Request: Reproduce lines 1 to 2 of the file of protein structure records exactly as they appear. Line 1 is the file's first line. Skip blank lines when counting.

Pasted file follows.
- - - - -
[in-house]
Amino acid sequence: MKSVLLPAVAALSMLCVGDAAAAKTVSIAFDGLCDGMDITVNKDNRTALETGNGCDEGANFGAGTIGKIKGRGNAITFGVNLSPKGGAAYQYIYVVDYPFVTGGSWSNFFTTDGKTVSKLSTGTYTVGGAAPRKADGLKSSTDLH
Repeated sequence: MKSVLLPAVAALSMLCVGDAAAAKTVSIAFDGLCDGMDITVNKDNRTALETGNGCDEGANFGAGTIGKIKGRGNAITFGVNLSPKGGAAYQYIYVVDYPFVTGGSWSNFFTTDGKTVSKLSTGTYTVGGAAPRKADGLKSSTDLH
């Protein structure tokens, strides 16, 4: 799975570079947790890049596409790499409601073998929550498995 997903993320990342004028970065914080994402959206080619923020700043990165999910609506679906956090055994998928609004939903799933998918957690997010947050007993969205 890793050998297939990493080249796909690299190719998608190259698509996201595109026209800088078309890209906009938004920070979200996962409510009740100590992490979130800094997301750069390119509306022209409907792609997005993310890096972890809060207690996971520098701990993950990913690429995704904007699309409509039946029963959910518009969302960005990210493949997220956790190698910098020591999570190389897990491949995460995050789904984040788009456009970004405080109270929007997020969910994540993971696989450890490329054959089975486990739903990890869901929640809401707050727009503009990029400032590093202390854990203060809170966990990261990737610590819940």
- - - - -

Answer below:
[in-house]
Amino acid sequence: MKSVLLPAVAALSMLCVGDAAAAKTVSIAFDGLCDGMDITVNKDNRTALETGNGCDEGANFGAGTIGKIKGRGNAITFGVNLSPKGGAAYQYIYVVDYPFVTGGSWSNFFTTDGKTVSKLSTGTYTVGGAAPRKADGLKSSTDLH